Hallowe'en is often portrayed as some ancient pagan ritual. In fact, in the form we know it now, it was created as a twentieth-century American ritual--and I do mean ritual, with very strict rules you have to follow. And these rules must be taught to the young.
In the late nineteenth and early twentieth centuries, on the eve of All Saints' Day ("All Hallows," November 1), when supposedly uneasy spirits roamed, young men and boys found it hilarious to do "tricks" like tipping over outhouses or rubbing soap on someone's window, tricks that could be blamed on the uneasy spirits.
But starting in the 1920s, there was a slow but concerted effort to make the holiday more about fun, especially for children, and less about nasty tricks. By the early 1950s, it adopted the form it essentially has now.
Hallowe'en is a "backwards day." Many cultures have a backwards day, where normal strictures are reversed, as an opportunity to let off steam but also to reinforce the norms, as the "opposite" version is recognized as unsustainable, indeed ridiculous. One has to wear a costume to indicate that one has moved out of the normal into some strange alternate persona.
Normally children are shielded from death. "Grandpa is sleeping. That's why he can't come for Thanksgiving this year." Yet on Hallowe'en children are exposed to skeletons, ghosts, and ghastly creatures rising from the graveyard.
Normally children are not supposed to be out after dark and are not supposed to approach strangers, especially not to take candy from them. Yet on Hallowe'en they are supposed to go up to strange houses, in the dark, and ask for candy. Candy of course is something that normally children are supposed to have only in small amounts, yet now they are expected to accumulate a whole bagful.
You would think that if parents wanted a child to have a big pile of candy, they could go to the store and get a lot of Hershey bars and just give them to the kid. But no. This would not fulfill the ritual.
The ritual requires that the child don a costume, go to a stranger's house, say the ritual phrase, "Trick or Treat," and receive the ritual object, the small wrapped candy bar. People in those strange houses will insist on the ritual phrase before handing over the candy, "So what do you say?"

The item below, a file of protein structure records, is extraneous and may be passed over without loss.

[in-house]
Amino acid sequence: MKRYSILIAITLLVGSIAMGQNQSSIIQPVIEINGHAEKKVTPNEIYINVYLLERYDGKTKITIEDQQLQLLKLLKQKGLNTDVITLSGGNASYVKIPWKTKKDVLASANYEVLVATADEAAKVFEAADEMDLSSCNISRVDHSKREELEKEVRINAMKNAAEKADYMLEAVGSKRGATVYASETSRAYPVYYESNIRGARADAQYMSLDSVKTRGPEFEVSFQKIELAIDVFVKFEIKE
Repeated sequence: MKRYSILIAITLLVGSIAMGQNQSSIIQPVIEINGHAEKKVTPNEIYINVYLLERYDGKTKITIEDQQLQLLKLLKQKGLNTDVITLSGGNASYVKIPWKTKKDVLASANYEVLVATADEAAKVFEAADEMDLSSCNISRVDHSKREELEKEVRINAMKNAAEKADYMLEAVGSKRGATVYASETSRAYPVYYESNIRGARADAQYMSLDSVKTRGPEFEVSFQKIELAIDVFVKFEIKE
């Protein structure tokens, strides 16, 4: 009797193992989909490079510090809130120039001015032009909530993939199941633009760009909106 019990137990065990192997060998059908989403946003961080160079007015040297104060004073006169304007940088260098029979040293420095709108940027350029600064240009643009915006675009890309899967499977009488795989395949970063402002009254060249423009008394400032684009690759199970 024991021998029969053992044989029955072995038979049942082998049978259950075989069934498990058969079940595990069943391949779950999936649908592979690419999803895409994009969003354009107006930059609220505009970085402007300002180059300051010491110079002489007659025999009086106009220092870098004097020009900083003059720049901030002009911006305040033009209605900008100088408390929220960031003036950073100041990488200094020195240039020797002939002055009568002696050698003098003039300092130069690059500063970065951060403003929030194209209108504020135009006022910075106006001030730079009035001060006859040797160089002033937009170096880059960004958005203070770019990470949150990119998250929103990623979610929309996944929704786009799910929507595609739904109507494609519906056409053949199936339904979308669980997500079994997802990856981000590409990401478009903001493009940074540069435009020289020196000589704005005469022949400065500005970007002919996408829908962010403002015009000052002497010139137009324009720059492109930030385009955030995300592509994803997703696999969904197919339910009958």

Small children must be taught the ritual. A toddler, wearing an adorable ladybug costume that Mom spent a week making, which he has already wet through and will never wear again, is tired and cranky from being out after his bedtime. "No, Daddy, I'm scared, I want to go home!" No matter. The child must go to a stranger's house, must be induced to to say the ritual phrase ("Tickum tweet" is probably close enough), and receive a candy bar that will doubtless be confiscated later by the parents.
The ritual object, the small wrapped candy bar, is by definition bad food, not something good for you. (This is part of backwards day.) If nice old Mrs. MacGillicutty gives the child (say, a twelve-year-old) an apple or an oatmeal cookie, something actually wholesome, the parents are instructed to throw it out at once as dangerous. Newspapers, radios, warnings sent home from school all insist that apples and oatmeal cookies are full of razor blades and needles.
In fact, there is not a single documented case in the US of apples and homemade cookies being tampered with like this on Hallowe'en. It is an urban legend. Like all urban legends, its purpose is to reinforce certain behaviors. In this case, the behavior is to acquire only wrapped candy bars. (But think about. Wouldn't it be easier to conceal a needle in a candy bar's wrapper than in a crumbling cookie?)
If you're interested in my take take on this holiday's rituals, wait until you see what I have to say about Christmas.